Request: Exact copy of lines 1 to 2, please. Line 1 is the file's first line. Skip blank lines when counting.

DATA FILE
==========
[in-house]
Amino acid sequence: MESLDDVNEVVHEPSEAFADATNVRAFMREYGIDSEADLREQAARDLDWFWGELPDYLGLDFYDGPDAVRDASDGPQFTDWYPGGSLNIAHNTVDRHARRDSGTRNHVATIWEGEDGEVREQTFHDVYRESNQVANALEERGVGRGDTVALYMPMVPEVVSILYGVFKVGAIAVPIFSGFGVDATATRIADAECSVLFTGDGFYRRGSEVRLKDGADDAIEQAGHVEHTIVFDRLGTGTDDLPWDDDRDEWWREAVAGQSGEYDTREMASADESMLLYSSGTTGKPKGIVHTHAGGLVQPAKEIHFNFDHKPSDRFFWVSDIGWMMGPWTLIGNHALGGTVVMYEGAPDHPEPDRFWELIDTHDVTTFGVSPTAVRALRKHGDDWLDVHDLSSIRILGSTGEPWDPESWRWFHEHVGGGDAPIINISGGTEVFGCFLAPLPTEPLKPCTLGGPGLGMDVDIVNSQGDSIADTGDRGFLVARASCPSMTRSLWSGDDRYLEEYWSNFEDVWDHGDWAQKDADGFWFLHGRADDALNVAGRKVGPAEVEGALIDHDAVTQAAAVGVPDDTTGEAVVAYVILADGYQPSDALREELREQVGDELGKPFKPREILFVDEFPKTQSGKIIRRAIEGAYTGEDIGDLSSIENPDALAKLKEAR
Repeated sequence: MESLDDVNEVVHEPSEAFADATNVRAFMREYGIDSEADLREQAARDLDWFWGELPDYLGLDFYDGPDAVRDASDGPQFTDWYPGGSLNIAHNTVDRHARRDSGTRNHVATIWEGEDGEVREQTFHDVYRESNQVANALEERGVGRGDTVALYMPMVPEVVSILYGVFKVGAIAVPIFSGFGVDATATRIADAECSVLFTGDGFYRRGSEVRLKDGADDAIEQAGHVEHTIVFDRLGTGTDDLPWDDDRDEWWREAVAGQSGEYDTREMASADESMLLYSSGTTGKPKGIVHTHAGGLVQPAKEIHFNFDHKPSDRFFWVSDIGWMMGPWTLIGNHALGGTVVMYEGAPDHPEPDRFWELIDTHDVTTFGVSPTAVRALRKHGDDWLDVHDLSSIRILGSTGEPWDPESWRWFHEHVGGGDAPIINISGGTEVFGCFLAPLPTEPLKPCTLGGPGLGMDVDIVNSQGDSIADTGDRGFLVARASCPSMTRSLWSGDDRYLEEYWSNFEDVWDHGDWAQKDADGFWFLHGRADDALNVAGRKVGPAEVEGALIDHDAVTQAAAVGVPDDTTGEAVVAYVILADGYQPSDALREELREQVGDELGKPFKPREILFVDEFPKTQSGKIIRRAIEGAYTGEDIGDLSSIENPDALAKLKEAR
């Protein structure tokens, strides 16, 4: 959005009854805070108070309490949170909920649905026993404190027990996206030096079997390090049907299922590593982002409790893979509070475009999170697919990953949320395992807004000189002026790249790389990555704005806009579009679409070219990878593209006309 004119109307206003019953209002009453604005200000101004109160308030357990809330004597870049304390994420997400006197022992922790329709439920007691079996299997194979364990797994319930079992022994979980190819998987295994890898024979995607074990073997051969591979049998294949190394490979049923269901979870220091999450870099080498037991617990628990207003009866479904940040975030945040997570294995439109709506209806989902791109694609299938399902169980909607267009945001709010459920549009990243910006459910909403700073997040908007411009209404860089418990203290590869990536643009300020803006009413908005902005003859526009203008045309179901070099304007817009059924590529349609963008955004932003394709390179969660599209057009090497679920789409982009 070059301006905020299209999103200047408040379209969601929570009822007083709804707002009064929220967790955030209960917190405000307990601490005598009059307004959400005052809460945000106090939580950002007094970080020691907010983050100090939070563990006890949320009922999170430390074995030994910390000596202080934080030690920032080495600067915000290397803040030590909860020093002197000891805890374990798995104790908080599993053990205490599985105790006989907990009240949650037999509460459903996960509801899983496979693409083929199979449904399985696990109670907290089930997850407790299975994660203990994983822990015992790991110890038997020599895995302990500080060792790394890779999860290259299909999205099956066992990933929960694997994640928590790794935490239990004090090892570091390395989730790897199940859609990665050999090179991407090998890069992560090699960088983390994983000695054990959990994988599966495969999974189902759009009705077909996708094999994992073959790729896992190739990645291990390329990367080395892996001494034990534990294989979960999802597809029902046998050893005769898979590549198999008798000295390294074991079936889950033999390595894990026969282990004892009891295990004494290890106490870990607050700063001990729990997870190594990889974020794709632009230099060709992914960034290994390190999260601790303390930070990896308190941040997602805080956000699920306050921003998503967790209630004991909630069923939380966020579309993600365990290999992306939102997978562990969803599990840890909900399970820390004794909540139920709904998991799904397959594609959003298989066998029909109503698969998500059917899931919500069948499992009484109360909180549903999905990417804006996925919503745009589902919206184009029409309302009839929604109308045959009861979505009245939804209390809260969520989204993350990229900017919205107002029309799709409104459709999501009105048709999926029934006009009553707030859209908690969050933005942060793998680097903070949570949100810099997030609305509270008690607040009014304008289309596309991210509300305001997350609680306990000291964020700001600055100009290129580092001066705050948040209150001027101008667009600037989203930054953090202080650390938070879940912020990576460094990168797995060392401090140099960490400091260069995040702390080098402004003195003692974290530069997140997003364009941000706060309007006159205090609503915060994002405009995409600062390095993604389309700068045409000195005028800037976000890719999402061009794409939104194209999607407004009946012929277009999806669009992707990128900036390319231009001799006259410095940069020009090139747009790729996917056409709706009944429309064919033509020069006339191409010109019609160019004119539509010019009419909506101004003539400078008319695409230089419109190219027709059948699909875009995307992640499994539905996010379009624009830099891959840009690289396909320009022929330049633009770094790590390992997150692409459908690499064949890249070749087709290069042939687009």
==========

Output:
[in-house]
Amino acid sequence: MESLDDVNEVVHEPSEAFADATNVRAFMREYGIDSEADLREQAARDLDWFWGELPDYLGLDFYDGPDAVRDASDGPQFTDWYPGGSLNIAHNTVDRHARRDSGTRNHVATIWEGEDGEVREQTFHDVYRESNQVANALEERGVGRGDTVALYMPMVPEVVSILYGVFKVGAIAVPIFSGFGVDATATRIADAECSVLFTGDGFYRRGSEVRLKDGADDAIEQAGHVEHTIVFDRLGTGTDDLPWDDDRDEWWREAVAGQSGEYDTREMASADESMLLYSSGTTGKPKGIVHTHAGGLVQPAKEIHFNFDHKPSDRFFWVSDIGWMMGPWTLIGNHALGGTVVMYEGAPDHPEPDRFWELIDTHDVTTFGVSPTAVRALRKHGDDWLDVHDLSSIRILGSTGEPWDPESWRWFHEHVGGGDAPIINISGGTEVFGCFLAPLPTEPLKPCTLGGPGLGMDVDIVNSQGDSIADTGDRGFLVARASCPSMTRSLWSGDDRYLEEYWSNFEDVWDHGDWAQKDADGFWFLHGRADDALNVAGRKVGPAEVEGALIDHDAVTQAAAVGVPDDTTGEAVVAYVILADGYQPSDALREELREQVGDELGKPFKPREILFVDEFPKTQSGKIIRRAIEGAYTGEDIGDLSSIENPDALAKLKEAR